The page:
Here’s what to know in South Carolina this week

Here’s what to know in South Carolina this week

We’re tracking the most up-to-date information about the coronavirus and vaccines in South Carolina. Check back each week for updates.

More than 1,550 COVID cases added in SC last week

The SC Department of Health and Environmental Control on Tuesday, April 11, reported 1,565 COVID-19 cases for the week ending April 8 and 17 coronavirus-related deaths for the week ending April 1.

The counts include probable and confirmed coronavirus cases and deaths.

An estimated 1.8 million coronavirus cases have been reported in the Palmetto State, and nearly 19,800 people have died since the onset of the pandemic in March 2020, according to state health officials. Data shows new COVID-19 cases dipped about 21% compared to this time last week.

As of April 9, 97 people were hospitalized with the coronavirus in South Carolina (with 61 hospitals reporting), including 11 patients in intensive care units, according to the Centers for Disease Control and Prevention.

Going forward, DHEC said it will use “the CDC data for South Carolina to show our state’s Inpatient Bed Usage and Intensive Care Unit Bed Usage statistics.”

Omicron subvariant XBB.1.5 accounted for more than 90% of all COVID-19 strains identified in South Carolina for the week ending March 25, data shows. The DHEC’s Public Health Laboratory conducts sequencing on randomly selected samples as part of nationwide efforts to find out about new strains of the virus, the agency’s website reads.

The state’s latest vaccination numbers show 54% of eligible South Carolina residents have been fully vaccinated against COVID-19, and just over 62% have received at least one dose.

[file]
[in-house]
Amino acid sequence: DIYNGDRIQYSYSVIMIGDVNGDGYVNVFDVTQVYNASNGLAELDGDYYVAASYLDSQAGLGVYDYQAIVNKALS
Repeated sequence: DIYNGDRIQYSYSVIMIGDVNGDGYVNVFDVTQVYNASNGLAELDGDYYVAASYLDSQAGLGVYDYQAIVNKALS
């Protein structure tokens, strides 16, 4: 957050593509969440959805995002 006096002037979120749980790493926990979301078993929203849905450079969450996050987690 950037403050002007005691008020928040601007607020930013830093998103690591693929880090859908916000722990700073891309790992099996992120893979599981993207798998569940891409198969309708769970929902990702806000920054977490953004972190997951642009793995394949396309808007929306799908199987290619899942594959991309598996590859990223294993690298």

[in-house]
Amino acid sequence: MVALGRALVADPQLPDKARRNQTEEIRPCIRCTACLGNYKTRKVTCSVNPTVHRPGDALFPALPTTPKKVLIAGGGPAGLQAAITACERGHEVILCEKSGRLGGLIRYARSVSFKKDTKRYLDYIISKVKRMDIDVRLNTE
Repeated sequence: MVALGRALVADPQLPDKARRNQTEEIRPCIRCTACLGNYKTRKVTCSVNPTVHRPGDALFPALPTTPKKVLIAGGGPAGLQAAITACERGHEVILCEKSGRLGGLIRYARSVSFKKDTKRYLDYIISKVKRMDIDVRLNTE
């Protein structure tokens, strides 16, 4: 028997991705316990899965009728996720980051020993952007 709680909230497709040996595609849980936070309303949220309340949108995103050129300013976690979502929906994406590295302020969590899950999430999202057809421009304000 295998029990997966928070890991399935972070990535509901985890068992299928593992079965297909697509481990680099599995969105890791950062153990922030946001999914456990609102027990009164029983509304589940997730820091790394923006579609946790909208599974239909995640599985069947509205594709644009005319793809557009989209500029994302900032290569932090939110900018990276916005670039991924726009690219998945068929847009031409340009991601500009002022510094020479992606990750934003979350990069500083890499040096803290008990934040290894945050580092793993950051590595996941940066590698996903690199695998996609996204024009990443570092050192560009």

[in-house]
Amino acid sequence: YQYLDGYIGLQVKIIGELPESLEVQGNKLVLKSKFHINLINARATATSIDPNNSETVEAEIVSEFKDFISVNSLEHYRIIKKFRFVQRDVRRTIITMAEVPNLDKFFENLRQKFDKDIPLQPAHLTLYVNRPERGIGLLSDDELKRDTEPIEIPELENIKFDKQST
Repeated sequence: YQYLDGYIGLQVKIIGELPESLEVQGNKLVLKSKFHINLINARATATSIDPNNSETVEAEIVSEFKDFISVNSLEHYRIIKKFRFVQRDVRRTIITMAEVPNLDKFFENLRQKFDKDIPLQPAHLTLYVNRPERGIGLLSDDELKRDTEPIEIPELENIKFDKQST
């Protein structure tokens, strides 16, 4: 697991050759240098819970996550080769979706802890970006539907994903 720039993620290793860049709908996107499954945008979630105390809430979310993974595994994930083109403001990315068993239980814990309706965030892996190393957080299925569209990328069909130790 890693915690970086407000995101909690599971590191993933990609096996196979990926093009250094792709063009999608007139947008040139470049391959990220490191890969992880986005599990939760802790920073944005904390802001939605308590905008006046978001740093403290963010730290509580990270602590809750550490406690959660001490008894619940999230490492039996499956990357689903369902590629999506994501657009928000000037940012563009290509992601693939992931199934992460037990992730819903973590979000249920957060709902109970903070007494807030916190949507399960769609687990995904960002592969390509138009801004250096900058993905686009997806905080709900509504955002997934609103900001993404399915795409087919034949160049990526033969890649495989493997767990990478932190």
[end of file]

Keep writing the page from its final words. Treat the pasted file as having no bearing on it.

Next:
What to know about long COVID and heart issues

For some people who contract COVID-19, heart problems can linger long after recovering from an infection.

Dr. Harlan Krumholz of Yale University and Yale New Haven Hospital told McClatchy News some patients have experienced heart-related symptoms soon after their infections but said most patients don’t have lingering cardiovascular issues.

“A COVID-19 infection can directly damage the heart,” said Krumholz, a scientist and cardiologist. “The virus itself can cause damage or the body’s response to the virus can cause damage. It seems the inflammation in other parts of the body can also affect the blood vessels and inside the body.”

Studies have suggested that people may have a higher chance of developing a heart condition called POTS (postural orthostatic tachycardia syndrome) following a COVID-19 infection and that the “most prevalent” category of long COVID symptoms impacts the “heart, kidney and circulatory systems ,” McClatchy News reported.

Other long-term symptoms of COVID include breathing problems, chest pains and brain fog. But for heart-related symptoms, “We have yet to really isolate the underlying cause or determine the best treatment,” said Krumholz.

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